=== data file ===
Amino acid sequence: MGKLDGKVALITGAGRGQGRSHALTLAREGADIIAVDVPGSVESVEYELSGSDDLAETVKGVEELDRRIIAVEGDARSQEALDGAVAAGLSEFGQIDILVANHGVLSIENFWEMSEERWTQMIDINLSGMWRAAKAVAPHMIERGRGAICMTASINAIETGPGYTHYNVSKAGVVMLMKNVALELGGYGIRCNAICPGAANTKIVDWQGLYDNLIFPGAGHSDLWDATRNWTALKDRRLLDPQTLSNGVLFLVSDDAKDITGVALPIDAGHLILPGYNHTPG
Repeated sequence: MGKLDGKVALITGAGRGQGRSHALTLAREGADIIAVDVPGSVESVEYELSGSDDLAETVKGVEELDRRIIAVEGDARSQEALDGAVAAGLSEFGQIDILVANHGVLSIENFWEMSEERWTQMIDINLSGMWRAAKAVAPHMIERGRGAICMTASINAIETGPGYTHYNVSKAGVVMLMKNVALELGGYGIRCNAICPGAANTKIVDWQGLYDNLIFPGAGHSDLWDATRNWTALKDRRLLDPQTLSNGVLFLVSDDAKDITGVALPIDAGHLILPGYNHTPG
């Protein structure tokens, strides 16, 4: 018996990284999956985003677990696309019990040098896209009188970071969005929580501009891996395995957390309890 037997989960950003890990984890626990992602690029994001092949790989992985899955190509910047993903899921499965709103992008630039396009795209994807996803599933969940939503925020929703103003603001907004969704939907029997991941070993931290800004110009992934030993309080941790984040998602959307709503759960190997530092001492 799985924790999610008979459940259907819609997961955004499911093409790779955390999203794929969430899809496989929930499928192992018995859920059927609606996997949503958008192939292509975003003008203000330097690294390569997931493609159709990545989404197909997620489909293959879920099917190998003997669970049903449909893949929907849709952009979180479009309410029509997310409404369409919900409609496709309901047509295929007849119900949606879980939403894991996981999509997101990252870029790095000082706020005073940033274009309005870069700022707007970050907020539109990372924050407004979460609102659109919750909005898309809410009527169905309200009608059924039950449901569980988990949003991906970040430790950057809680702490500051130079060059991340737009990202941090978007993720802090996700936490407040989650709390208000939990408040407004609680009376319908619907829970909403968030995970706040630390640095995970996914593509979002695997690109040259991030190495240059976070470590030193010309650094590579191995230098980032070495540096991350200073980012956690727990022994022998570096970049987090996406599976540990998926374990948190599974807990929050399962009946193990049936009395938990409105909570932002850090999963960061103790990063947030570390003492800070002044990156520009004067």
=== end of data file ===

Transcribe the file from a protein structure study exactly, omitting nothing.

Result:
Amino acid sequence: MGKLDGKVALITGAGRGQGRSHALTLAREGADIIAVDVPGSVESVEYELSGSDDLAETVKGVEELDRRIIAVEGDARSQEALDGAVAAGLSEFGQIDILVANHGVLSIENFWEMSEERWTQMIDINLSGMWRAAKAVAPHMIERGRGAICMTASINAIETGPGYTHYNVSKAGVVMLMKNVALELGGYGIRCNAICPGAANTKIVDWQGLYDNLIFPGAGHSDLWDATRNWTALKDRRLLDPQTLSNGVLFLVSDDAKDITGVALPIDAGHLILPGYNHTPG
Repeated sequence: MGKLDGKVALITGAGRGQGRSHALTLAREGADIIAVDVPGSVESVEYELSGSDDLAETVKGVEELDRRIIAVEGDARSQEALDGAVAAGLSEFGQIDILVANHGVLSIENFWEMSEERWTQMIDINLSGMWRAAKAVAPHMIERGRGAICMTASINAIETGPGYTHYNVSKAGVVMLMKNVALELGGYGIRCNAICPGAANTKIVDWQGLYDNLIFPGAGHSDLWDATRNWTALKDRRLLDPQTLSNGVLFLVSDDAKDITGVALPIDAGHLILPGYNHTPG
């Protein structure tokens, strides 16, 4: 018996990284999956985003677990696309019990040098896209009188970071969005929580501009891996395995957390309890 037997989960950003890990984890626990992602690029994001092949790989992985899955190509910047993903899921499965709103992008630039396009795209994807996803599933969940939503925020929703103003603001907004969704939907029997991941070993931290800004110009992934030993309080941790984040998602959307709503759960190997530092001492 799985924790999610008979459940259907819609997961955004499911093409790779955390999203794929969430899809496989929930499928192992018995859920059927609606996997949503958008192939292509975003003008203000330097690294390569997931493609159709990545989404197909997620489909293959879920099917190998003997669970049903449909893949929907849709952009979180479009309410029509997310409404369409919900409609496709309901047509295929007849119900949606879980939403894991996981999509997101990252870029790095000082706020005073940033274009309005870069700022707007970050907020539109990372924050407004979460609102659109919750909005898309809410009527169905309200009608059924039950449901569980988990949003991906970040430790950057809680702490500051130079060059991340737009990202941090978007993720802090996700936490407040989650709390208000939990408040407004609680009376319908619907829970909403968030995970706040630390640095995970996914593509979002695997690109040259991030190495240059976070470590030193010309650094590579191995230098980032070495540096991350200073980012956690727990022994022998570096970049987090996406599976540990998926374990948190599974807990929050399962009946193990049936009395938990409105909570932002850090999963960061103790990063947030570390003492800070002044990156520009004067």